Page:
Kimberley Mayor Don McCormick is providing transparency about a potential COVID-19 outbreak in the community, noting that there are 11 confirmed COVID-19 cases as of Tuesday morning.
All of the numbers McCormick relayed over social media, were provided to him by Interior Health. McCormick said there were four cases in Kimberley last Thursday, moving to 13 cases on Saturday, and now 11 cases on Tuesday, which doesn’t yet account for any testing done on Monday. McCormick said two cases were removed from the list as their isolation period had expired.
“With the active rumours this past week, testing has increased,” McCormick said on Facebook. “It is a key indicator that we may well see more confirmed cases. We will certainly know more by the end of this week, when the Easter long weekend will be almost two weeks behind us.”
Interior Health updates their case numbers through the BCCDC dashboard daily for the entire health region, weekly for the East Kootenay, and monthly for specific communities. According to the latest data from the BCCDC, there were 83 new cases reported in the entire East Kootenay between April 2nd and 8th.
According to McCormick and the information he’s received from Interior Health, most of the cases in the East Kootenay are primarily tied to social gatherings, such as parties. McCormick said contact tracing has helped health authorities identify the potential exposures to the virus.
“However, the tracers are finding people hesitating on full disclosure for fear of embarrassment or similar, which is not helpful,” said McCormick. “Please – if you are part of an exposure you need to be thorough in identifying people you have been in contact with.”
“Our active cases are local residents, the majority younger, but a couple of seniors are also in the mix. Based on contact tracing, there is no evidence to suggest any of these cases are connected to visitors. COVID-19 has been here for a year, so the only thing changing is our behaviour – which needs to tighten up.”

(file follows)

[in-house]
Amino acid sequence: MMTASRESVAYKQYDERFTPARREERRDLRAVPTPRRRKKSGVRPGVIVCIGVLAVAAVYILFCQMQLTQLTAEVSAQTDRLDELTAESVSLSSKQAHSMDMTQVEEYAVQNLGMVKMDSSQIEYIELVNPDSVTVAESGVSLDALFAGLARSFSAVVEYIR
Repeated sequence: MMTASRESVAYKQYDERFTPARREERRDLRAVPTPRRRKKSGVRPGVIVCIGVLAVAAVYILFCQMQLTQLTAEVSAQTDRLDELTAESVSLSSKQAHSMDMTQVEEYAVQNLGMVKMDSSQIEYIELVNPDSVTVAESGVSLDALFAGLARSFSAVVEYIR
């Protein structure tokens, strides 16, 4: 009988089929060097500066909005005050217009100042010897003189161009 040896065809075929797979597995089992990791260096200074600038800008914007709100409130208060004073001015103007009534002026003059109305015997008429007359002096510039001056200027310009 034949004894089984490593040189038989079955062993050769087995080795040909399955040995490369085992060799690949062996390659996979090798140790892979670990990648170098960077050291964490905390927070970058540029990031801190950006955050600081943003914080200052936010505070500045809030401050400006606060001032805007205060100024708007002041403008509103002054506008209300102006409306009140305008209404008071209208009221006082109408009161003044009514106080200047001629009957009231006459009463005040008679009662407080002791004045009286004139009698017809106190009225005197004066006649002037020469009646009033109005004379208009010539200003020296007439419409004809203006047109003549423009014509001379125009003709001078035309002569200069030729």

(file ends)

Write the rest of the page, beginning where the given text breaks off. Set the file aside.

“Several restaurants are erring on the side of caution by voluntarily closing for a week as one or more employees were identified as being exposed; contact tracing is working,” continued McCormick in his Facebook post. “Thank you for your selfless action for the safety of all.”
Taking precautions as well, McCormick noted that the Kimberley Medical Clinic is limiting public visits, but will continue with telephone consultations, and still see patients in-person if necessary.
In conclusion, the Kimberley Mayor said the community should continue to follow the guidance of Interior Health, making sure they are staying home if they don’t feel well, sanitizing and paying close attention to hygiene, and continuing to wear a mask and physical distance when out in public.
“There is this perception that the number is way higher than what it actually is,” McCormick told MyEastKootenayNow.com, about how COVID-19 exposures could inflate the public’s idea of the actual spread in the community. “At the end of the day, the number doesn’t mean anything. What’s important is behaviour. In other words, the number is an indication that the behaviour has become lax and what we need to do is tighten up behaviour.”
“The one thing we have learned in the last 14 months is that the basic protocols work and if all of us just heed the basic protocols, we’re going to be okay, the case count will stay down and we don’t have to risk spread in the community.”
The full post from McCormick is embedded below: